In July, Desso announced a restructuring that would involve hiving off the tufting and coating of its artificial surfaces to another producer – Domo, based in Sint-Niklaas. Desso would continue to research and develop new fibres, but the change would mean the loss of 91 jobs.
During talks with unions, it was decided that plans would involve only five obligatory redundancies, with the rest of the workers being transferred to either Desso’s textiles division or to Domo. Those who moved over to Domo would receive a €6,000 premium, keep their salaries for a year and retain their service entitlements.
But when the plan was presented to a vote of workers, they rejected it by 45 to 42. This rejects the chance of carrying on working and also, management warned, placed another 26 jobs at risk. The motivation for the no-vote is not clear. “Maybe some people had hoped for a huge redundancy payment,” commented one union representative. “But this is the textile sector, after all.”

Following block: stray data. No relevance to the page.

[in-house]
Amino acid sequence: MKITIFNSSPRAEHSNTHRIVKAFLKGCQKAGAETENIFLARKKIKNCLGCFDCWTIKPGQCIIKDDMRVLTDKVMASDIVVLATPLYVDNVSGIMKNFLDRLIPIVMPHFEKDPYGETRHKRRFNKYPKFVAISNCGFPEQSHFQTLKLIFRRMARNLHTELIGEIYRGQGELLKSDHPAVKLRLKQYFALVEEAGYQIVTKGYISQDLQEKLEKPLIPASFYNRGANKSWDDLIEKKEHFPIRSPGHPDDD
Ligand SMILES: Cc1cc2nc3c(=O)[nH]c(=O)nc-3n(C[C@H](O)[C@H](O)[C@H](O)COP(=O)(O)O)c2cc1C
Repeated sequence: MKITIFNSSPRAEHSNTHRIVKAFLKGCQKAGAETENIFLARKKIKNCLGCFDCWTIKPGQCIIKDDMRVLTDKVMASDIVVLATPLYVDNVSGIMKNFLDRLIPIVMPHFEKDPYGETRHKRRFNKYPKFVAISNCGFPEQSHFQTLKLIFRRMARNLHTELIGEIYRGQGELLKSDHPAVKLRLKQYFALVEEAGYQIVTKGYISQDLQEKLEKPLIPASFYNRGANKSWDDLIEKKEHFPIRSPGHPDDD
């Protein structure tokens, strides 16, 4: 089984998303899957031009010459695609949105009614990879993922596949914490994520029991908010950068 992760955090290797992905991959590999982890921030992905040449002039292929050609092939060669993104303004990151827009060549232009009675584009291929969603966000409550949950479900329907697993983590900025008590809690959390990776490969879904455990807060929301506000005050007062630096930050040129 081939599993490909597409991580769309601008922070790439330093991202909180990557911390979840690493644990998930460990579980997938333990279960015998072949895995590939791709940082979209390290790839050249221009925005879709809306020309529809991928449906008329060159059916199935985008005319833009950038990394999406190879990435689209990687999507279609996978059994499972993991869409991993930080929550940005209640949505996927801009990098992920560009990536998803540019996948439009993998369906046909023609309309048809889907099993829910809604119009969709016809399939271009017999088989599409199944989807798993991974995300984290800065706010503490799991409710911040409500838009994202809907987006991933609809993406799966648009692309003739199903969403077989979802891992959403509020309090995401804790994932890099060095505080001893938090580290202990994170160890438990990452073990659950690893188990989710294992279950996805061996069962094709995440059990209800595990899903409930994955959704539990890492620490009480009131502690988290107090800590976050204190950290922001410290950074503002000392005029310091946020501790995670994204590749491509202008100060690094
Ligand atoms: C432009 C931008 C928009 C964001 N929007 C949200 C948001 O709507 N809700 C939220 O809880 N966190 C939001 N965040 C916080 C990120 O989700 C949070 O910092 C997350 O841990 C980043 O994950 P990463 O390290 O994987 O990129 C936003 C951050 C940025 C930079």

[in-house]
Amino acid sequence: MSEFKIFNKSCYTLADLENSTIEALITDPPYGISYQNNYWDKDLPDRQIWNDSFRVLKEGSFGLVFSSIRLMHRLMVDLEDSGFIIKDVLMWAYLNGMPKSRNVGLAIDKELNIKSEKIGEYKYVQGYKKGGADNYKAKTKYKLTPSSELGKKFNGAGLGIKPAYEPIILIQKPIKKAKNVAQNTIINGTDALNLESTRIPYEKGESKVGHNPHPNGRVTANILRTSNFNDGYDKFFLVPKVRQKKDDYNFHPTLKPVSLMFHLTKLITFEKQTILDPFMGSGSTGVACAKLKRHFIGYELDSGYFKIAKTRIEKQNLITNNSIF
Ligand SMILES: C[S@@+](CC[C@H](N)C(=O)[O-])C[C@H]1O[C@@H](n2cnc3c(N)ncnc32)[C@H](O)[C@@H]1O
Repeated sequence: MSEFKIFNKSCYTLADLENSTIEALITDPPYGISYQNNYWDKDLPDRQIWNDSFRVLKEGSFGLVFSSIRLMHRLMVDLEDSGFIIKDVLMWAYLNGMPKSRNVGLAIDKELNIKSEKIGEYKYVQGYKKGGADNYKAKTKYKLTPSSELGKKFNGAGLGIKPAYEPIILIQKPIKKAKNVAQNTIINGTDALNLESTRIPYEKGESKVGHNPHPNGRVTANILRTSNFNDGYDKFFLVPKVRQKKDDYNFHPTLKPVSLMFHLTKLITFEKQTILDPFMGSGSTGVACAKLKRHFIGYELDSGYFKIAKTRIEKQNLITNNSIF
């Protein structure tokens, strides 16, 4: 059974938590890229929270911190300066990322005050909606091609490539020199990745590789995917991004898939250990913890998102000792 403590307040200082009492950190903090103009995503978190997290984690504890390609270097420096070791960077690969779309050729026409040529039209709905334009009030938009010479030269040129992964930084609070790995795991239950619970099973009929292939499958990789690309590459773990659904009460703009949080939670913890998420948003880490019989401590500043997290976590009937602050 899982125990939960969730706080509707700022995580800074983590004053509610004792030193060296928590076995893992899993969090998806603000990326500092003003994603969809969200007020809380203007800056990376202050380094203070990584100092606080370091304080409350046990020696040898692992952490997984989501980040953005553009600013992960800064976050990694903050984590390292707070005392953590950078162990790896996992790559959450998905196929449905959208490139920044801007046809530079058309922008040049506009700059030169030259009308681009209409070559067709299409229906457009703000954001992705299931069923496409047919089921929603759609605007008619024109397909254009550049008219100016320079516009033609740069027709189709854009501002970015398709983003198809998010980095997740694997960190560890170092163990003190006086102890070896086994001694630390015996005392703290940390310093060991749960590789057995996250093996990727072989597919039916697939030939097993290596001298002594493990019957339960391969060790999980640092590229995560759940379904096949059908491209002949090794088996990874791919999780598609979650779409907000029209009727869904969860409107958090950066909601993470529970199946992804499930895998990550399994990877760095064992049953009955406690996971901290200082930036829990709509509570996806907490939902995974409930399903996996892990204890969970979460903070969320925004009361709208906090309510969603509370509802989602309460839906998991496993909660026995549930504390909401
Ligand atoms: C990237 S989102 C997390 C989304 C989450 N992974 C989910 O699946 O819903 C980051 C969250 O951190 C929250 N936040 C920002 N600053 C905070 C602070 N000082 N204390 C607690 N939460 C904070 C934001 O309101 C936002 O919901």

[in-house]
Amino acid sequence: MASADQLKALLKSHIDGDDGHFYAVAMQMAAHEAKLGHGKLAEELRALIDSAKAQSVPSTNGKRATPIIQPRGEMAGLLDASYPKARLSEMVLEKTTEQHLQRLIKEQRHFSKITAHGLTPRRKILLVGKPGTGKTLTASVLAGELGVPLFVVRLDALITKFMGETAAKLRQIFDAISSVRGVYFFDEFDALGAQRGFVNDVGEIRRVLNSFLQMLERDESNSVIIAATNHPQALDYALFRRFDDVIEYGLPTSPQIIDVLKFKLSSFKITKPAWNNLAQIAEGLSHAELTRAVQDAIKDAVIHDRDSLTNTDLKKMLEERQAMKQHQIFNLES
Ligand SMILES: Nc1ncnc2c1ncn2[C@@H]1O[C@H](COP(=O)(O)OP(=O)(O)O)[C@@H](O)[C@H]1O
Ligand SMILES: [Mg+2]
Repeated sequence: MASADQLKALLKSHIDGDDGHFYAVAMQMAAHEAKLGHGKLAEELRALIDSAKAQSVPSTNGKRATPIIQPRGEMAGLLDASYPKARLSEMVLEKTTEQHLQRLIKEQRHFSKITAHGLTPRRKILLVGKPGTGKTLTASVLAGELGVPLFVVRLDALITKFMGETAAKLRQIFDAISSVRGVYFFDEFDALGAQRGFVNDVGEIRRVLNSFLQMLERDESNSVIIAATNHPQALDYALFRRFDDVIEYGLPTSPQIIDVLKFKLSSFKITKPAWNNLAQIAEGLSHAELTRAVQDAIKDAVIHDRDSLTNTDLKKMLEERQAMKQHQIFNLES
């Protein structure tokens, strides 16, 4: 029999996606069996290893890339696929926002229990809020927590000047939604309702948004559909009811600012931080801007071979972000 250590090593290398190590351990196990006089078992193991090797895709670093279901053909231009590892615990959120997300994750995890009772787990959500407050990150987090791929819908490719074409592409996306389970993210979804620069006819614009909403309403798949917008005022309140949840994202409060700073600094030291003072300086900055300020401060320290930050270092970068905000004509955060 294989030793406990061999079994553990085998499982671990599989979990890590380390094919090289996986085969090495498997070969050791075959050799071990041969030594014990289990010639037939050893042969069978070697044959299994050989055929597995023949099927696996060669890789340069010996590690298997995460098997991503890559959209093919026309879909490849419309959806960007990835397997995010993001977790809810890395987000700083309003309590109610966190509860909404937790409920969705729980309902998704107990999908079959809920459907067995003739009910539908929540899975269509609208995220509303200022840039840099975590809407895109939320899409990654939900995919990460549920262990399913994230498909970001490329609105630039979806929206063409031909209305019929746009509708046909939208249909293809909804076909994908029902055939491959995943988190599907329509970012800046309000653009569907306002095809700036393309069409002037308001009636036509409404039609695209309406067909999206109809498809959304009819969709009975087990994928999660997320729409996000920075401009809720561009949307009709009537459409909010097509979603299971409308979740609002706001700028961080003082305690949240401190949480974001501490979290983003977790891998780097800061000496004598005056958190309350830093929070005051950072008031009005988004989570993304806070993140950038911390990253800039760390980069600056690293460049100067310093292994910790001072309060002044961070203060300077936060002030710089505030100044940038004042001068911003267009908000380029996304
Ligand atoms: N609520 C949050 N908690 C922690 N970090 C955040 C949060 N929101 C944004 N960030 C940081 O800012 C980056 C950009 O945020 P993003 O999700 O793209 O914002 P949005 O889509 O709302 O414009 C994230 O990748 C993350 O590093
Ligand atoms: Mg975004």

Desso said it intends to interview the workers to find out what their priorities are, but all sides are in general agreement that the no-voters prefer to take a lump sum pay-off from Desso before taking their chances in the job market.
Unizo, the organisation that represents small business owners, said it would work in the coming months for a change to the system of workers’ rights in redundancy cases, so that the emphasis shifted away from compensation payments and towards retraining and finding new jobs.
In trying to salvage the agreement with Domo, Desso has raised the transfer premium to €12,000 in the hope of finding 27 who will accept the move to Sint- Niklaas.